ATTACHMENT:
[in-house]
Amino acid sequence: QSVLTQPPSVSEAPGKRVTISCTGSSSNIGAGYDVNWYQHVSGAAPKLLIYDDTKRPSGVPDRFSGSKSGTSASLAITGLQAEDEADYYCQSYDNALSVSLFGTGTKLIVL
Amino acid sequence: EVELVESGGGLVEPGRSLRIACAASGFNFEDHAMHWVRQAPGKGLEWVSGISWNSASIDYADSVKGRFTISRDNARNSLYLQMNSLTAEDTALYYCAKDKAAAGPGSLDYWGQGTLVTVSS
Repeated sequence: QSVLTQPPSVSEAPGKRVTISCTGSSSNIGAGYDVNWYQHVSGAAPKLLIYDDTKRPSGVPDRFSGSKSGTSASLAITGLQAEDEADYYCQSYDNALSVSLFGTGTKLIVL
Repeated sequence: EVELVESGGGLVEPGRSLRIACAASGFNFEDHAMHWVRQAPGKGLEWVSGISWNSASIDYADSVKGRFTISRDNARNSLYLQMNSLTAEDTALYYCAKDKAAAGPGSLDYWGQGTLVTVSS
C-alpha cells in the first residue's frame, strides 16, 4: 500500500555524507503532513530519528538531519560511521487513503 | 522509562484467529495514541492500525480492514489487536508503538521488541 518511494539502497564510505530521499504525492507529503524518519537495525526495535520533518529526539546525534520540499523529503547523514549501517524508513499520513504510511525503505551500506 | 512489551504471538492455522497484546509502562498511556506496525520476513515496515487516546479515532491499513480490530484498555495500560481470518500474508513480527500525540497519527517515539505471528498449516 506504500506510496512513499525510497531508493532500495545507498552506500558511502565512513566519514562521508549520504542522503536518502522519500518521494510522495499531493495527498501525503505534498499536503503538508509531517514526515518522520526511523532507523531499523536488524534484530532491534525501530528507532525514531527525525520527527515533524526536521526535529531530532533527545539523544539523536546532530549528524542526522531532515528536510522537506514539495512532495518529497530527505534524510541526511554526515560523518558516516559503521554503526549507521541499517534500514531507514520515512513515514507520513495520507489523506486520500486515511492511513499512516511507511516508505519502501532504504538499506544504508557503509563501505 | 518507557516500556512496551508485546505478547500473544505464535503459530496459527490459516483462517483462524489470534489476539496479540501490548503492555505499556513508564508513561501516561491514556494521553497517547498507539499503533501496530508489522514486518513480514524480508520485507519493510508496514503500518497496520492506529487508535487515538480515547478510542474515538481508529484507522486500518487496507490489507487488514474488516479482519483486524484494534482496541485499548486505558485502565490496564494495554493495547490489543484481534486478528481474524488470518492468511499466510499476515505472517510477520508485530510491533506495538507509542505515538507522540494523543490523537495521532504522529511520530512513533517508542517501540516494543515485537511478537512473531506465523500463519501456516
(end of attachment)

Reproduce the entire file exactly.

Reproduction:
[in-house]
Amino acid sequence: QSVLTQPPSVSEAPGKRVTISCTGSSSNIGAGYDVNWYQHVSGAAPKLLIYDDTKRPSGVPDRFSGSKSGTSASLAITGLQAEDEADYYCQSYDNALSVSLFGTGTKLIVL
Amino acid sequence: EVELVESGGGLVEPGRSLRIACAASGFNFEDHAMHWVRQAPGKGLEWVSGISWNSASIDYADSVKGRFTISRDNARNSLYLQMNSLTAEDTALYYCAKDKAAAGPGSLDYWGQGTLVTVSS
Repeated sequence: QSVLTQPPSVSEAPGKRVTISCTGSSSNIGAGYDVNWYQHVSGAAPKLLIYDDTKRPSGVPDRFSGSKSGTSASLAITGLQAEDEADYYCQSYDNALSVSLFGTGTKLIVL
Repeated sequence: EVELVESGGGLVEPGRSLRIACAASGFNFEDHAMHWVRQAPGKGLEWVSGISWNSASIDYADSVKGRFTISRDNARNSLYLQMNSLTAEDTALYYCAKDKAAAGPGSLDYWGQGTLVTVSS
C-alpha cells in the first residue's frame, strides 16, 4: 500500500555524507503532513530519528538531519560511521487513503 | 522509562484467529495514541492500525480492514489487536508503538521488541 518511494539502497564510505530521499504525492507529503524518519537495525526495535520533518529526539546525534520540499523529503547523514549501517524508513499520513504510511525503505551500506 | 512489551504471538492455522497484546509502562498511556506496525520476513515496515487516546479515532491499513480490530484498555495500560481470518500474508513480527500525540497519527517515539505471528498449516 506504500506510496512513499525510497531508493532500495545507498552506500558511502565512513566519514562521508549520504542522503536518502522519500518521494510522495499531493495527498501525503505534498499536503503538508509531517514526515518522520526511523532507523531499523536488524534484530532491534525501530528507532525514531527525525520527527515533524526536521526535529531530532533527545539523544539523536546532530549528524542526522531532515528536510522537506514539495512532495518529497530527505534524510541526511554526515560523518558516516559503521554503526549507521541499517534500514531507514520515512513515514507520513495520507489523506486520500486515511492511513499512516511507511516508505519502501532504504538499506544504508557503509563501505 | 518507557516500556512496551508485546505478547500473544505464535503459530496459527490459516483462517483462524489470534489476539496479540501490548503492555505499556513508564508513561501516561491514556494521553497517547498507539499503533501496530508489522514486518513480514524480508520485507519493510508496514503500518497496520492506529487508535487515538480515547478510542474515538481508529484507522486500518487496507490489507487488514474488516479482519483486524484494534482496541485499548486505558485502565490496564494495554493495547490489543484481534486478528481474524488470518492468511499466510499476515505472517510477520508485530510491533506495538507509542505515538507522540494523543490523537495521532504522529511520530512513533517508542517501540516494543515485537511478537512473531506465523500463519501456516